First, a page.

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Nomads of the Tibetan Plateau Rangelands

By Daniel J. Miller


Nomadic pastoralism has been described as one of the great advances in the evolution of human civilisation. It is an adaptation by man to grassland areas of the world where extensive livestock production is more supportive of human culture than is cultivated agriculture. When people specialise in animal husbandry that requires periodic movement of their livestock they are known as nomadic pastoralists, or more commonly, just nomads. The photographs on these pages provide protraits of Tibetan nomads in order to better acquaint the reader (or browser) with these remarkable nomads who still thrive in one of the worlds’ harshest pastoral areas.

Tibetan nomads, who have been herding livestock on the Tibetan Plateau for millennia, have acquired considerable knowledge about the rangelands and the animals they herd. Unfortunately, nomads' vast indigenous ecological knowledge and animal husbandry skills are often not well recognised or appreciated by scientists and development planners working in Tibetan pastoral areas. As a result, nomads have often been left out of the development process, with neither their knowledge nor their needs and desires considered by many government and development agencies in introducing more ‘modern’ and ‘scientific’ methods of livestock production. The indigenous knowledge and skills that nomads already possess must be incorporated and built upon when designing new pastoral interventions if sustainable development is to be achieved on the Tibetan Plateau.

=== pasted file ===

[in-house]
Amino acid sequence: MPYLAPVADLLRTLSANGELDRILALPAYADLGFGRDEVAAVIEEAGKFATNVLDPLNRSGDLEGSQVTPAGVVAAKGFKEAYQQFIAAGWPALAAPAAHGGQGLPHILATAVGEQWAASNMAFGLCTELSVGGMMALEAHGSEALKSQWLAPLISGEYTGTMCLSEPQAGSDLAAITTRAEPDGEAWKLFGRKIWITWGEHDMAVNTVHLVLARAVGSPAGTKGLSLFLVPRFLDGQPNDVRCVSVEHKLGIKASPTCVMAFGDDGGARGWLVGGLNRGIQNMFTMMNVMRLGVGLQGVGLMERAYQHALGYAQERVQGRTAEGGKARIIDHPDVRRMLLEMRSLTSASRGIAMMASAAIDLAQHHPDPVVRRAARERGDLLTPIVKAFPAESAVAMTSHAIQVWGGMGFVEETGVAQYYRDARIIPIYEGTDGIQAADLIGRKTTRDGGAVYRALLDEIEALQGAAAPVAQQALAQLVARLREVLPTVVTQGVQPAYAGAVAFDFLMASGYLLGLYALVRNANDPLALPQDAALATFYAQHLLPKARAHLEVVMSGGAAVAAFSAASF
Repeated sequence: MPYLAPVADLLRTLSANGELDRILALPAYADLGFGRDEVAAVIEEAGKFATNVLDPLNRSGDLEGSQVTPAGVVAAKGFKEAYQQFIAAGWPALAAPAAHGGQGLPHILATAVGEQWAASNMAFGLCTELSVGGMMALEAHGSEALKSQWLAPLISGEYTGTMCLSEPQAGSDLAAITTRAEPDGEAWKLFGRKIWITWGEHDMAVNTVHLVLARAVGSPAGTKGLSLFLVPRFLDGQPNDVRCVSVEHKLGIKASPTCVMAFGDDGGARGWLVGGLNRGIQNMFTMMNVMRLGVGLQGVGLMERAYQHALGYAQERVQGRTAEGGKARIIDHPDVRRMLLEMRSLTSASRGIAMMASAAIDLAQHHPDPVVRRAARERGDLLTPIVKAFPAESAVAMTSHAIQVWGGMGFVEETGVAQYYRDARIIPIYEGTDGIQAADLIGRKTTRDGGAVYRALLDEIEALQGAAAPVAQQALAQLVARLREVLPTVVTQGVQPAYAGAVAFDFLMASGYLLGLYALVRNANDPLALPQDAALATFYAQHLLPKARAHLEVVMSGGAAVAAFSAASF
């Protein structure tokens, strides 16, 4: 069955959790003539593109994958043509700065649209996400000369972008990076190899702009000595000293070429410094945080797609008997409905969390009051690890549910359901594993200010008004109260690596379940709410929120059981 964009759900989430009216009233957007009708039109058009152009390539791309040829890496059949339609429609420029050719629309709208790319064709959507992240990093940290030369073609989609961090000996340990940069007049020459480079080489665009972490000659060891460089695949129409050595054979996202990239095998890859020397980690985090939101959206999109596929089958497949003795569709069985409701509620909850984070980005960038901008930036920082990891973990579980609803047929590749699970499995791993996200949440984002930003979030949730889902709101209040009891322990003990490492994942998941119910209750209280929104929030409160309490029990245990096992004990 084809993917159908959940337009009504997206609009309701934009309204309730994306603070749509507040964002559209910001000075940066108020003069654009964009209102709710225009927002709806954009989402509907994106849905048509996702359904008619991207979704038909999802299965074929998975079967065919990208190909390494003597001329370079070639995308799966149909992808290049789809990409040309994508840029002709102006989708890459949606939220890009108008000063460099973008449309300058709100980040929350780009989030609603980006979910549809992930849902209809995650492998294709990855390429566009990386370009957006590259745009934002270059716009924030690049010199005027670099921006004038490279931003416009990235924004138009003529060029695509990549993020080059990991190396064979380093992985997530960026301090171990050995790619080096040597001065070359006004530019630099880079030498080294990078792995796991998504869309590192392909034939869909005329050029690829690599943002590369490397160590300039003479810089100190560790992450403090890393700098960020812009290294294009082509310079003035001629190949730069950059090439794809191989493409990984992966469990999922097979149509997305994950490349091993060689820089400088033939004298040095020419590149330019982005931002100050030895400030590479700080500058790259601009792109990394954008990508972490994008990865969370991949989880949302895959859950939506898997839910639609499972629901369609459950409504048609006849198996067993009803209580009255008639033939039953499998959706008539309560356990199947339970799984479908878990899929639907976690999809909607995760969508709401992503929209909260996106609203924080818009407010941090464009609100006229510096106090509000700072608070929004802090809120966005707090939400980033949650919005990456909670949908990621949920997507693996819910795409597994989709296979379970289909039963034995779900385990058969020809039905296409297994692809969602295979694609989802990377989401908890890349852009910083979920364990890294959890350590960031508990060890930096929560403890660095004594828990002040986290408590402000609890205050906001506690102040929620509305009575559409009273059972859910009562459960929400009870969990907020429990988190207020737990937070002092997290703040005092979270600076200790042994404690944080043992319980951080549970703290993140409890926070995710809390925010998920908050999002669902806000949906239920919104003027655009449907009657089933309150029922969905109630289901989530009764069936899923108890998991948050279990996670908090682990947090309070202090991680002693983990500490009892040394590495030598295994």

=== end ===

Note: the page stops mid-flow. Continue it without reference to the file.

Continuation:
Pastoral development programmes must involve the nomads themselves in the design and implementation of activities. Nomads’ needs and desires must be listened to and the vast body of indigenous knowledge nomads possess about rangeland resources has to be put to use when designing new pastoral development projects. Understanding the aims, purposes, and goals of the nomads is one of the keys to sustainable pastoral development on the Tibetan Plateau. Nomads must be active participants in all aspects of the development process and they need to be empowered to make decisions and to manage their own development.

Nomad woman and child, near Maiwa, Sichuan Province.

Nomad, near Xiahe, Gansu Province.

Nomad with old rifle and tent, near Rongma, Tibetan Autonomous Region.

Horsewomen and yak herders, near Zamtang, Sichuan Province.

Nomad woman and child in tent, Phala, Tibetan Autonomous Region.

Nomad women dressed up for photos, Phala, Tibetan Autonomous Region.

Nomad children dancing, near Xiahe, Gansu Province.

Nomad women, near Madoi, Qinghai Province.

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